Problems With Yellow Jackets

Yellow jackets are attracted to meats, sweets, and leftover food. They can be a nuisance when they have taken up residence near outdoor social areas or open trash bins. They aren't known for causing structural damage, but they can chew through drywall as a means to enter your home, causing unsightly cosmetic damage. Once they have created a nest indoors, they can be hard to deal with, as they will aggressively defend their nests.

Although their sting is extremely painful, yellow jackets do not pose a severe threat to those who are not allergic to their venom. However, people who are allergic to a yellow jacket's sting are at risk of dying if they are not treated shortly after an attack. Also, those who are not allergic may gain a heightened sensitivity to their venom after being attacked, which could complicate things if they are ever stung again. Your best bet is to avoid being stung when possible.

Yellow Jacket Control Solutions

Keeping your home in order by cleaning up food, food crumbs, and other messes that may attract yellow jackets is one of the best steps you can take to prevent them from entering your home. You should also keep indoor and outdoor trash bins clean and covered to prevent yellow jackets from causing problems in those areas. If you choose to attempt eradicating a yellow jacket nest on your own, insecticide sprays and dust are available for use.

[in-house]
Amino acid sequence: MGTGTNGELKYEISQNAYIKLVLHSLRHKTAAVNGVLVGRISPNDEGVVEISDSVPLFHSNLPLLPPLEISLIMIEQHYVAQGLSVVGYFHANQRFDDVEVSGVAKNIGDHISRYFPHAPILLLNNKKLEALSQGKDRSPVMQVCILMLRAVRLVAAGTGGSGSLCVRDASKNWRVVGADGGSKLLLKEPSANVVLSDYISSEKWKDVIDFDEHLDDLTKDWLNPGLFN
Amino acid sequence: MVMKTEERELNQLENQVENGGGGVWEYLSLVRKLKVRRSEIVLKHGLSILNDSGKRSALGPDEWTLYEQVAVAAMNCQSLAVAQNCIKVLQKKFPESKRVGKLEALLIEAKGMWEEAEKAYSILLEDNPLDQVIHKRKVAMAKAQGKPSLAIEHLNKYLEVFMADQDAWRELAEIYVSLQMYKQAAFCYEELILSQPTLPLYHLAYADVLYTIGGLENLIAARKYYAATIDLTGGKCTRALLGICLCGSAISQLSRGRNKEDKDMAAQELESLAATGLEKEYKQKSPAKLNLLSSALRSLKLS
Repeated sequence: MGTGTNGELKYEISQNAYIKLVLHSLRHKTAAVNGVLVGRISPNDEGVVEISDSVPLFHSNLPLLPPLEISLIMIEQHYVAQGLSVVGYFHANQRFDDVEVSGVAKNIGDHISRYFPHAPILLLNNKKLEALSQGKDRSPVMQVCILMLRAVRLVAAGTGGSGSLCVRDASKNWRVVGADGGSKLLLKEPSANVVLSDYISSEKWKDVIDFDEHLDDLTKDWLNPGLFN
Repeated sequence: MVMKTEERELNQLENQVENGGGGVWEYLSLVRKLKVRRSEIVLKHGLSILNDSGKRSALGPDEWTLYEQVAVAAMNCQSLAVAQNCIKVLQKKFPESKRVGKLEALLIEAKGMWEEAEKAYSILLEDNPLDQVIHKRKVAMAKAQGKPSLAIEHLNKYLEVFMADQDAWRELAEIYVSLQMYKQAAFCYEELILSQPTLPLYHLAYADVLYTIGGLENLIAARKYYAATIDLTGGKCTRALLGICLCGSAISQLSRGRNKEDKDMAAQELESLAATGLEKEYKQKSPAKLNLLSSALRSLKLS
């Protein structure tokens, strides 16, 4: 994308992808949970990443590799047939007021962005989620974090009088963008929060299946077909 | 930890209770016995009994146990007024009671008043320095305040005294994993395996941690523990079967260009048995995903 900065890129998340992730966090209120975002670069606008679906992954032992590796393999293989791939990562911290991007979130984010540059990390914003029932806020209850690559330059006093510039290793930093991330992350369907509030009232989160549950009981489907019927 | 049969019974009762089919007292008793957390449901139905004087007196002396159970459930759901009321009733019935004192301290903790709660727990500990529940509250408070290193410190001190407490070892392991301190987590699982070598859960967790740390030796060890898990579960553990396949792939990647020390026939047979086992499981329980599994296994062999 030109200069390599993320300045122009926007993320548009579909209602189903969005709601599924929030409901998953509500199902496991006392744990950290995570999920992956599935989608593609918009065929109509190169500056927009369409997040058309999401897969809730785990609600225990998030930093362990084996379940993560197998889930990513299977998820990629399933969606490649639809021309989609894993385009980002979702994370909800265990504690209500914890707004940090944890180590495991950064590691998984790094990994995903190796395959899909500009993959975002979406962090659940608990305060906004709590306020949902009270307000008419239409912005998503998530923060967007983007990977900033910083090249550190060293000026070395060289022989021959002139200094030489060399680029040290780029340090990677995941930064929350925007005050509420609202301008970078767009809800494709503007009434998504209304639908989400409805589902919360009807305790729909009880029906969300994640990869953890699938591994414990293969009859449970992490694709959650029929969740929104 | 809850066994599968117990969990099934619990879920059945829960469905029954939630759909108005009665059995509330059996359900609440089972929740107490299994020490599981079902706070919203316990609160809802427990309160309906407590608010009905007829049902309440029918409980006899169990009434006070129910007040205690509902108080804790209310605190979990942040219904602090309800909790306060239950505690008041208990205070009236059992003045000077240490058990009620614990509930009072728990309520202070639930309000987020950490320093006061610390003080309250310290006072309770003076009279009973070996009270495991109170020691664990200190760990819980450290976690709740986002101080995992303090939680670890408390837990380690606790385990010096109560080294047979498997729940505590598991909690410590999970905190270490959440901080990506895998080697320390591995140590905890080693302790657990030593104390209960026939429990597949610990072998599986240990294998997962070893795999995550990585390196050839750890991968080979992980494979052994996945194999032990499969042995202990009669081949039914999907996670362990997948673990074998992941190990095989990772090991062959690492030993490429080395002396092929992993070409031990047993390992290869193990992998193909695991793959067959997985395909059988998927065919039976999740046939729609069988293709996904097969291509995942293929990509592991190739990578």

Treating the nest at night when the entire colony has returned from their daily routines will be the most effective approach. After using the spray, dust should be used to prevent any further activity in the area of the nest. If there is still activity at the nest the next day, you may have to repeat the treatment several times until you have killed all of the yellow jackets.  

Finding and eliminating yellow jacket nests earlier in the summer is best, as their colony won't be as big then as it will be near the end of the summer.  Another advantage of eliminating them sooner rather than later is that you will be able to prevent the production of males. This will prevent the yellow jackets from mating, helping to curb the number of fertilized queens in the coming year.

When contemplating how to get rid of yellow jackets, it is best to consult a professional pest control agency. Expert technicians can identify and neutralize the threat by utilizing methods that have been proven to eliminate yellow jacket infestations. They have the protective equipment and specialty training necessary to combat this aggressive species of wasp. 

Yellow jackets can be beneficial when it comes hunting down and killing other types of pesty insects, but they're not worth the risk if they pose a threat to you, your family, or your pets. Yellow jackets can be deadly under the right circumstances, so be vigilant when it comes to your family's safety.